Tighten those laces and march toward the battlefield. Meet it head on, that is exactly what firefighters, doctors, and teachers do too—every day.
By Colleen Cruz, adapted from The Unstoppable Writing Teacher.
Lately I have been thinking a lot about how hard it is to be a teacher right now. Perhaps the hardest it’s ever been. And I started to think of other hard times in history.
It all brought to mind the patriarch of my family, my Uncle Louis. He’s a 91-year-old World War II veteran. He enlisted in the Marines right after Pearl Harbor. He was with the Marines’ Second Division. One hundred eighty highly trained, very effective soldiers in his division, who didn’t lose a soldier until Okinawa.
My uncle’s last battle was in Okinawa. The bloodiest battle in the South Pacific theatre. He lost his leg when a bomb landed in the ditch he and his fellow soldiers were holed up in. The guy next to him made a tourniquet for my uncle’s leg with his belt, and lost his pants in the process. My uncle remembered laughing and then passed out.
When my uncle woke up in the military hospital, he found out that he was losing his leg and that out of the 180 soldiers he was with, only six had survived. The soldier who had saved my uncle’s life with his belt wasn’t one of the six.
My uncle went on to marry, raise five children, run a successful beauty salon, and sing chorus in the San Diego Opera.
My uncle has lived a full life. About two years ago I got word that he had been invited to go on an Honor Flight. (Consider watching a trailer for a documentary about the program. It is worth the few minutes it will take to watch it. Trust me.)
For those who don’t know, it’s an organization that pays for World War II veterans to travel, all expenses paid, to Washington, DC to see their memorial. The one that took 65 years to be built. Now, because so many of the veterans are dying, it’s a race against time.
My partner, my older son, and I met my dad and Uncle Louis at the memorial. We toured all the great DC sites. My uncle was stoic through it all. A dapper man wearing a blazer and carrying a cane, he eventually tired and needed to sit in a wheelchair, which my father and I took turns pushing the rest of the day.
It was truly an incredible sight to see these gentlemen pile out of the bus after it pulled up to the memorial, met by honor guards and waving crowds. As we waited for my uncle to emerge from the bus, we stood behind some bikers wearing Vietnam Vet leather jackets, applauding and cheering. I heard one of them say, as an old man in a walker shuffled by, his military cap nested on his silver hair, “These guys are the real deal. There is no one tougher than these guys.”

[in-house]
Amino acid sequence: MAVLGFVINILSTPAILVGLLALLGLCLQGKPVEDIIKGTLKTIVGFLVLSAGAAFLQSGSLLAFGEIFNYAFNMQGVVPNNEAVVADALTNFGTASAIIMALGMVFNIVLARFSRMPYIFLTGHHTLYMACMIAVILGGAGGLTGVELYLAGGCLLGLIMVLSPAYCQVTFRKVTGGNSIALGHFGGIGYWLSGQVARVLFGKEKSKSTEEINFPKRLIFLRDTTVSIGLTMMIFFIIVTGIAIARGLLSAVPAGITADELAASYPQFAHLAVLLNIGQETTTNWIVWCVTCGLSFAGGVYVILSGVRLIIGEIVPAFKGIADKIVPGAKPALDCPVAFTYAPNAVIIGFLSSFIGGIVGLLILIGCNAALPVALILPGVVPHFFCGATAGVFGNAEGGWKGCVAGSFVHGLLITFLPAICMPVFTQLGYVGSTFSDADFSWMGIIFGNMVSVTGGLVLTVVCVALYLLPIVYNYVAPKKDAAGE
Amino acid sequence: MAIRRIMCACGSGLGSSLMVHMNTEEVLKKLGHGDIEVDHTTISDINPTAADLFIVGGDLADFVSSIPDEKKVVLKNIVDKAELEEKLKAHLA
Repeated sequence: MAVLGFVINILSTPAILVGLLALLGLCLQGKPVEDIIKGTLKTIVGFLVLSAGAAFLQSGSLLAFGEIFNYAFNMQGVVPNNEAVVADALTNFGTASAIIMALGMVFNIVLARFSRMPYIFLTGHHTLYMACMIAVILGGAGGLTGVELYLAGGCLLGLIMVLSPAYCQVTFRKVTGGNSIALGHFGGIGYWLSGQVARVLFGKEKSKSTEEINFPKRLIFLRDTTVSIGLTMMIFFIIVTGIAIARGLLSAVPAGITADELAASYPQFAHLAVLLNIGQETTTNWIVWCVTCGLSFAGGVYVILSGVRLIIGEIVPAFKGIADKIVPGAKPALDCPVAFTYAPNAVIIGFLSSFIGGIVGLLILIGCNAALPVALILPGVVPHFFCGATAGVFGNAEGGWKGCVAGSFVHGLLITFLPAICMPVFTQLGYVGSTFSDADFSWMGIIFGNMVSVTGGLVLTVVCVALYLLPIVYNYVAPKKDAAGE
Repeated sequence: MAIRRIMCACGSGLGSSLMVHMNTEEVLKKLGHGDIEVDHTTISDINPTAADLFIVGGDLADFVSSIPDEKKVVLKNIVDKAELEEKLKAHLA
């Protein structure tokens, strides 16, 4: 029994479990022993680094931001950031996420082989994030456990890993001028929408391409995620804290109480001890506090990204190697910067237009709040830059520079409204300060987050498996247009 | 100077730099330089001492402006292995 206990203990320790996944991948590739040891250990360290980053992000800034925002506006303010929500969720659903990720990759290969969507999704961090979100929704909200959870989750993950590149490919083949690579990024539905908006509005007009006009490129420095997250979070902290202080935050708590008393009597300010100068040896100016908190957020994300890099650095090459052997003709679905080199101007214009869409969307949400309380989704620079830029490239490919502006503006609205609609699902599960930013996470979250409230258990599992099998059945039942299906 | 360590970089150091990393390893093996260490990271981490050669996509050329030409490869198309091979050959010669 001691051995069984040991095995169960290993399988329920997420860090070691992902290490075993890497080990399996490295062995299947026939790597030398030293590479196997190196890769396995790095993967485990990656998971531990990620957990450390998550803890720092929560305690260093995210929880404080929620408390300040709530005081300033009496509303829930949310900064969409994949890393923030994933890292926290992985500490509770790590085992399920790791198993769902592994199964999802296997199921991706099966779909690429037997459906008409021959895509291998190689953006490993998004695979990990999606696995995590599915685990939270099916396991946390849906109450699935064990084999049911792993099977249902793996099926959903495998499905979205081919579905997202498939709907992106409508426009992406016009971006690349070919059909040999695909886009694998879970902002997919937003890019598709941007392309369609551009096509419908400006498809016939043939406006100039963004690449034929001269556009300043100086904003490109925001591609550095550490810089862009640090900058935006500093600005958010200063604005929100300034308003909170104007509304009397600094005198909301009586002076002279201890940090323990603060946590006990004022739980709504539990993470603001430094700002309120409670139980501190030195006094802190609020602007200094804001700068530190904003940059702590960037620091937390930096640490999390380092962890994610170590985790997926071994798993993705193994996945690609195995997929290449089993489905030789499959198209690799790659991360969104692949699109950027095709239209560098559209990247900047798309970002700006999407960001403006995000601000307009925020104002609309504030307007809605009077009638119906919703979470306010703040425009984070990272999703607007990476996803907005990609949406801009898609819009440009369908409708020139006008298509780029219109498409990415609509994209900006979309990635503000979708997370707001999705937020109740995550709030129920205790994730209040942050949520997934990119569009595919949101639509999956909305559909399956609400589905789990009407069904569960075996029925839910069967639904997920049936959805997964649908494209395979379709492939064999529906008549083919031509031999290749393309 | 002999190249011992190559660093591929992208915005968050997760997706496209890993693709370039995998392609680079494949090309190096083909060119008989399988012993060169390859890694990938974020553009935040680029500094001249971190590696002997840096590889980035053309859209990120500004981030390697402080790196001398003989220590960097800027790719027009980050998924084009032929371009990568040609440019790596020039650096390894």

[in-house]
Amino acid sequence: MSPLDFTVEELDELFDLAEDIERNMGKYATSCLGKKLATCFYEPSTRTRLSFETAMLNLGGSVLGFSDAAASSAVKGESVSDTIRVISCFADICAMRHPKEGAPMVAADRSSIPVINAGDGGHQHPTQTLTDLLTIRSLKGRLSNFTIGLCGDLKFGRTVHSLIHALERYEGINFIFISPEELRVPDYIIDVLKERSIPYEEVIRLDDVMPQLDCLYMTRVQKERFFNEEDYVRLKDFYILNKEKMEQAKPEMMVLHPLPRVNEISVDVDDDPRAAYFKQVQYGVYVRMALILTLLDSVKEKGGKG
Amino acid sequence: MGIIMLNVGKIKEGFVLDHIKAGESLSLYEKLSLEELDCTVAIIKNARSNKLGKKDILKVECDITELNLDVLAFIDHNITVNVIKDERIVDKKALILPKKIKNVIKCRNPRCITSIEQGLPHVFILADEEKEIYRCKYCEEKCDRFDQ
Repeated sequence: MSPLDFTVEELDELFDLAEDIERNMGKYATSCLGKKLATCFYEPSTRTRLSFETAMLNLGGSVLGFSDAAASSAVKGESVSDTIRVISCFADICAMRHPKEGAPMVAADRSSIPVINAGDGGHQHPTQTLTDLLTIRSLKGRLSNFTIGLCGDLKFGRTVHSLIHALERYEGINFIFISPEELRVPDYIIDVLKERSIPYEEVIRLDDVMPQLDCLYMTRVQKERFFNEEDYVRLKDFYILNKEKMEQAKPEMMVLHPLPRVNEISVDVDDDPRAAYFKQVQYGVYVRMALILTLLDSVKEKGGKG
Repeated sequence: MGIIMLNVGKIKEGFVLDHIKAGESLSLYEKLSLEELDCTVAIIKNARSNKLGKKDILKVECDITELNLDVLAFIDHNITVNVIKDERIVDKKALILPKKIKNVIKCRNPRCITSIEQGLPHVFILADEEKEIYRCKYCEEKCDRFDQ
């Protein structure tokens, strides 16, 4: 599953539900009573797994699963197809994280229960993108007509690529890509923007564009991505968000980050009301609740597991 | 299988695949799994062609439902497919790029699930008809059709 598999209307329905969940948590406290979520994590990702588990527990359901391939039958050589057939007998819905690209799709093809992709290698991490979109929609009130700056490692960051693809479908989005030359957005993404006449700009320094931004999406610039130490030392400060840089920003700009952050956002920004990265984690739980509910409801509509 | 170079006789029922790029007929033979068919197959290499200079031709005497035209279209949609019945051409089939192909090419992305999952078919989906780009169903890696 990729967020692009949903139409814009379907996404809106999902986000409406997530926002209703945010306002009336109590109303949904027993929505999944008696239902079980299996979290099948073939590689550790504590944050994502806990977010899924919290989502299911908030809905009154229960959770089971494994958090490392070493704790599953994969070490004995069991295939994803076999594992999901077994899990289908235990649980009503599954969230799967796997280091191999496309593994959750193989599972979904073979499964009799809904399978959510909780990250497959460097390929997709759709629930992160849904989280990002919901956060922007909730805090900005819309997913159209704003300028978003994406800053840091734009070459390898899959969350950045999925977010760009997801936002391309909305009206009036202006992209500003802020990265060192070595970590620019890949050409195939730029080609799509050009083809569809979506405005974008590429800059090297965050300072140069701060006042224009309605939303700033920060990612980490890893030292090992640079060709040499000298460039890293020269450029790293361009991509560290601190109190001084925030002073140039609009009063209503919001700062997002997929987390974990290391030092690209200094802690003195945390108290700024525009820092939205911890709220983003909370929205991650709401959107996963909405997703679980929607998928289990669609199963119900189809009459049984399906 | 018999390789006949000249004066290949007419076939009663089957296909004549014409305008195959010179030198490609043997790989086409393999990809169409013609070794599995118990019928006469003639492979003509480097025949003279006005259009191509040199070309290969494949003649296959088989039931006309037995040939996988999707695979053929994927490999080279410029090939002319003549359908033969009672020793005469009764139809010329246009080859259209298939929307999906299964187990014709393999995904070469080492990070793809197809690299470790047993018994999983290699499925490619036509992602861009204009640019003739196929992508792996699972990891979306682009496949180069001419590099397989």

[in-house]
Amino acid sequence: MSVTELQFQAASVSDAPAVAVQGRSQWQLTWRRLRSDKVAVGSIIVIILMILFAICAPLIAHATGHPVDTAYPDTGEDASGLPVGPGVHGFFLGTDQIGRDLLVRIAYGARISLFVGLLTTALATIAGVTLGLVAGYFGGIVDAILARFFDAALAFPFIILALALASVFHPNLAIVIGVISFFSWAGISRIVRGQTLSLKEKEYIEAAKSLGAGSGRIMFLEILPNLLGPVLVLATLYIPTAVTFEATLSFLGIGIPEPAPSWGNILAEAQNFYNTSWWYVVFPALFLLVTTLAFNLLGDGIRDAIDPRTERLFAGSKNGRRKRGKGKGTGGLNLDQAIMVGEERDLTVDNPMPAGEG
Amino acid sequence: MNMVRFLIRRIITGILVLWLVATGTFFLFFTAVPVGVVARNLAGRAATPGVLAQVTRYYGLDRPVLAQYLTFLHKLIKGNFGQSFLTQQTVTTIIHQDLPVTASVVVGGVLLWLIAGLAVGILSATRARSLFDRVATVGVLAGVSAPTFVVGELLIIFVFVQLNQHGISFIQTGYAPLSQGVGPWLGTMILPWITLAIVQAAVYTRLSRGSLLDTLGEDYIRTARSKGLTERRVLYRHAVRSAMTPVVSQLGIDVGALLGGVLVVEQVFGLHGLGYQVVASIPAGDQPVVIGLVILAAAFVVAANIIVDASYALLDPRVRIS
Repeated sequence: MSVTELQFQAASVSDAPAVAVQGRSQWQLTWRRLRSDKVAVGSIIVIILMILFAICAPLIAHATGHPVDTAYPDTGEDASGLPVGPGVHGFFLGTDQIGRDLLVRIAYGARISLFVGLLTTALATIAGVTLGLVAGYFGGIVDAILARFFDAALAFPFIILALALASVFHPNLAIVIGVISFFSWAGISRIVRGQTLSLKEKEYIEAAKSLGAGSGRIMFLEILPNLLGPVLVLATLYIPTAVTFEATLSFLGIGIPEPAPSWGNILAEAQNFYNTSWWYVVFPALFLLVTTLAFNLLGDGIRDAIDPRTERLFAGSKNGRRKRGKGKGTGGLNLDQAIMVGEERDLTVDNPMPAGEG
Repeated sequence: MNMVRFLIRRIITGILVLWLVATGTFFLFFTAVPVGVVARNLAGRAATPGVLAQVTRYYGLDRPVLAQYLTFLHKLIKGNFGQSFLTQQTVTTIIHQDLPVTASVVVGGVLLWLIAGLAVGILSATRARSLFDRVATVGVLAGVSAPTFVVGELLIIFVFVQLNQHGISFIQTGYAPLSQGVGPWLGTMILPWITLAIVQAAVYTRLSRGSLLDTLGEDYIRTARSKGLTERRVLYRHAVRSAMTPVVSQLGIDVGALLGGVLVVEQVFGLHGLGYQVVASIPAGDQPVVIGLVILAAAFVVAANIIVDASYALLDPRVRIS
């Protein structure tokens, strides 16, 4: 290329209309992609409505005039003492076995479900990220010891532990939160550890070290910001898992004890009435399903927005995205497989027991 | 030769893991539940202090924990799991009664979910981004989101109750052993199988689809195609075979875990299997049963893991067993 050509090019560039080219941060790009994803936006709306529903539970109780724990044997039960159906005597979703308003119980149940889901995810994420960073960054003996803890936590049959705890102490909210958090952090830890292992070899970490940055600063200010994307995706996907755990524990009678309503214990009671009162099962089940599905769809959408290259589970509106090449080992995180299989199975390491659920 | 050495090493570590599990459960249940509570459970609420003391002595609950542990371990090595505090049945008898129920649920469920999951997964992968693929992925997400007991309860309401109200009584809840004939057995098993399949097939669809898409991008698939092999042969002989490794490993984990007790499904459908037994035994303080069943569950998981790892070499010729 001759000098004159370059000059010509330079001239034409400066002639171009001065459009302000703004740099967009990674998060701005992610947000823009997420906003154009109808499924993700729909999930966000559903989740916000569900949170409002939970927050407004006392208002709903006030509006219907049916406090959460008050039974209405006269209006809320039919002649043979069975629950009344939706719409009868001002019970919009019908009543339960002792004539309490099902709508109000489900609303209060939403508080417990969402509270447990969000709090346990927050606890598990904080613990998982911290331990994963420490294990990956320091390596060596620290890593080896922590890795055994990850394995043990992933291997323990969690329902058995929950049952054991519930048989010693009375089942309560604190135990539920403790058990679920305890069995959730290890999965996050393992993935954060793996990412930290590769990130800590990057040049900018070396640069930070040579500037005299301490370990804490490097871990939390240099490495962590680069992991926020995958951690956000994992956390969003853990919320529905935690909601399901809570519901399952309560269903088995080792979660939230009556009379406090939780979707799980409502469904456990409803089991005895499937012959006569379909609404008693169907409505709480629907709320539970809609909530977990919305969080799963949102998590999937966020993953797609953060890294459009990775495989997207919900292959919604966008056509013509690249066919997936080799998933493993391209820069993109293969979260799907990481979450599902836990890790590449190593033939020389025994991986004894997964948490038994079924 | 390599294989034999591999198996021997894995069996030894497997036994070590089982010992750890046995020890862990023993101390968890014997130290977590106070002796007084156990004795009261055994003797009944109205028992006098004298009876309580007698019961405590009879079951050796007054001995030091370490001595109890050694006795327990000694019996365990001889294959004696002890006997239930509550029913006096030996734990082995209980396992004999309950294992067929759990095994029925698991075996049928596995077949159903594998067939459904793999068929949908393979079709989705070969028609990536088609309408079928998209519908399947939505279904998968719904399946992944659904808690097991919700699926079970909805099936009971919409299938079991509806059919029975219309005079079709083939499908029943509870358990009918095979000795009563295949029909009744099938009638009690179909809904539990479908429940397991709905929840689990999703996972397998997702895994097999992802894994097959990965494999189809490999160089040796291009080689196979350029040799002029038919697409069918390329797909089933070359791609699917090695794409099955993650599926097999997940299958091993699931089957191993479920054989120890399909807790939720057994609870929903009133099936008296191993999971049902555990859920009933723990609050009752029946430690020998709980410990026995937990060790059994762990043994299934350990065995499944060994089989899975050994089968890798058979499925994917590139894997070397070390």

"That's the first tear I shed for that war."
Toward the end of the monument tour, I asked my uncle if there was anything he definitely wanted to see before the buses moved on to Arlington National Cemetery. He said he wanted to see the Lincoln Memorial. We raced toward it, my dad hobbling along with a cane, my partner pushing a stroller, me pushing my uncle’s wheelchair. When we got up to the statue, somehow my Uncle and I got separated from our group. But, since we only had minutes to spare, I raced him over to Lincoln. I stood behind my uncle and watched as his head turned upward. Then I felt his hand grab mine. He placed it against his cheek. I felt wetness. I heard his voice rasp, “Do you feel that?”
“Yes,” I said.
“That’s the first tear I shed for that war. I just couldn’t do it. I could not do it. It was a hell of a thing. I was blown to bits. But I lived. They didn’t. And they were the better men.”
I stayed silent. I didn’t know what to say.
“They deserved to be here. I don’t. But I am still so grateful that I am here.”
My uncle was one of those soldiers who tightened his bootlaces and headed straight toward the battlefield.
Let me be clear. I am not at all suggesting that teachers are in fact soldiers. I know that there are very strong opinions on both sides of the fence and everywhere in between about soldiers and the military in particular. But, I do believe that teachers and soldiers and firefighters and doctors and anyone else with an occupation that requires trouble in order to fill it, have something in common. All of us in these sorts of professions go against what most typical people would do when they see trouble—avoid it.